Monday, 15 October 2012

The Effects and Symptoms of Cocaine Use

“Cocaine is God’s way of saying you’re making too much money”
Robin Williams.

What Is Cocaine?
Cocaine is benzoylmethyl ecgonine, a crystalline alkaloid from the coca plant. It acts as a stimulant, appetite suppressant, and anesthetic.
Powdered cocaine is a fine white powder. Street cocaine is cut with other substances to increase profit, so its appearance may be slightly different, depending on the type of impurity.  
Powdered cocaine is most commonly snorted through the nose, though it may be dissolved in water and injected. Snorted cocaine produces a high within 3-5 minutes after use. Injected cocaine produces an effect within 15-30 seconds.  
Street Names for Cocaine include Blow, C, Nose Candy, Powder, Nose Powder, White Powder, Aspirin, Candy Sugar, Devil's Dandruff, Fast White Lady, Sugar Boogers, Uptown, White Boy, White Dragon and Yao.

What are the effects of Cocaine use?
Users typically feel a 'rush' followed by a sense of alertness and well-being. Cocaine increases levels of the neurotransmitter dopamine, which is associated with pleasure and increased movement. When the pleasant effects of cocaine wear off users may feel depressed, more than before taking the drug. The stimulant effects of cocaine can lead users to feel anxious, restless, and irritable.

What are the symptoms of Cocaine use?
Short-Term Effects
When cocaine is used it interferes with the reabsorption of dopamine, a brain chemical associated with pleasure and movement, producing a euphoric effect. Shortly after cocaine is ingested the user may experience the following symptoms:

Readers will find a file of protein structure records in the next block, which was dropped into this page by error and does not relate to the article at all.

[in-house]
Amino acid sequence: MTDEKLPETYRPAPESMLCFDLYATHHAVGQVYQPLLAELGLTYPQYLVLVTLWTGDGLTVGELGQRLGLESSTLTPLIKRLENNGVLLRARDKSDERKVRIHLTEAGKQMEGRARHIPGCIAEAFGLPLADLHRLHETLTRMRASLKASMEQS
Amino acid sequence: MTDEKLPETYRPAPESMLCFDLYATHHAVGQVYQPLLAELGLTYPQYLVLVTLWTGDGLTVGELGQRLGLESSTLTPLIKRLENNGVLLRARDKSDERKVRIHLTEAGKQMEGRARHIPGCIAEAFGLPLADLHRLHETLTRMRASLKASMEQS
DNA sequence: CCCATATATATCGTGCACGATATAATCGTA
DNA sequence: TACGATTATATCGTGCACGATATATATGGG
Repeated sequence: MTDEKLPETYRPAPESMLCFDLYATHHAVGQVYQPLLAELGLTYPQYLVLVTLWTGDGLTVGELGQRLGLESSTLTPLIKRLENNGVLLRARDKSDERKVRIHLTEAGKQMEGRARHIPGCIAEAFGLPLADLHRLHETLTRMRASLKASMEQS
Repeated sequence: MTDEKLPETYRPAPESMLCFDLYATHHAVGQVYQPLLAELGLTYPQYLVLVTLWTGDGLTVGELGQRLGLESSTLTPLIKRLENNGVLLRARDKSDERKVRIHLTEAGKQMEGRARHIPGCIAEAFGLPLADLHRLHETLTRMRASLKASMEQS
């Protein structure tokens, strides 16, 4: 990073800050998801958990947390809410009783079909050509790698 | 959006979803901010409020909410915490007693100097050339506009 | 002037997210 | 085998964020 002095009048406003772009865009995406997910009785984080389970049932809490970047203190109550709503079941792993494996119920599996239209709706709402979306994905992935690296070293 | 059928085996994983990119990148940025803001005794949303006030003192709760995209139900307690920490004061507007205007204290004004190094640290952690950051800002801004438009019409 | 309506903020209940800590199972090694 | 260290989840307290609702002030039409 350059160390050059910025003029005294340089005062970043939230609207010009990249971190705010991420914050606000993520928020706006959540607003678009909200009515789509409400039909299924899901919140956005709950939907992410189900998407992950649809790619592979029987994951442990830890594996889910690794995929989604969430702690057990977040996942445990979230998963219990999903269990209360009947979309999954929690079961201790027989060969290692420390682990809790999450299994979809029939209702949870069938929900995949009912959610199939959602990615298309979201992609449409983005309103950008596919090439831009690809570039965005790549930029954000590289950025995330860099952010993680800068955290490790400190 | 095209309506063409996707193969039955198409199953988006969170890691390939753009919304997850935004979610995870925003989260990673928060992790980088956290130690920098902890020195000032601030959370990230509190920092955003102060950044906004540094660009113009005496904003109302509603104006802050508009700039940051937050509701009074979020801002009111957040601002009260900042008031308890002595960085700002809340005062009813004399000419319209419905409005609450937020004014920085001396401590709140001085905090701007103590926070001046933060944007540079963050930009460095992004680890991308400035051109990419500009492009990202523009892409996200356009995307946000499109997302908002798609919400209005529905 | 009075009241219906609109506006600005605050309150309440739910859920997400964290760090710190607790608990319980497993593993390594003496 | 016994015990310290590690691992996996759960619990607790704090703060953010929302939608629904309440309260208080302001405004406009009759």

Ø  Constricted blood vessels.
Ø  Dilated pupils.
Ø  Increased body temperature.
Ø  Increased heart rate.
Ø  Higher blood pressure.
During the euphoric period after cocaine use, which can last up until 30 minutes, user will experience hyper stimulation, reduced fatigue, and mental alertness. However, some users also experience restlessness, irritability, and anxiety.
During a cocaine binge, when the drug is taken repeatedly, users may experience increasing restlessness, irritability and paranoia. For some users this can lead to a period of paranoid psychosis, with auditory hallucinations and a disconnection with reality.
Long-Term Effects
Repeated cocaine use can cause the following health consequences:
Ø  Irregular heartbeat.
Ø  Heart attack.
Ø  Chest pain.
Ø  Respiratory failure.
Ø  Stroke.
Ø  Seizures and headaches.
Ø  Abdominal pain and nausea.
Chronic users of cocaine can become malnourished due to the drug's ability to decrease appetite. Each method of taking cocaine can produce specific health effects, including:
Chronically runny nose, nosebleeds, loss of smell, hoarseness, and problems swallowing.
Severe bowel gangrene due to a reduction in the flow of blood to the intestines.
Severe allergic reactions, increased risk for contracting HIV, Hepatitis and other blood-borne diseases.

“In the final phase of cocaine intoxication, when suicide is likely, the victim cannot save himself by an effort of will. He has lost the power.”
Carroll O’Connor

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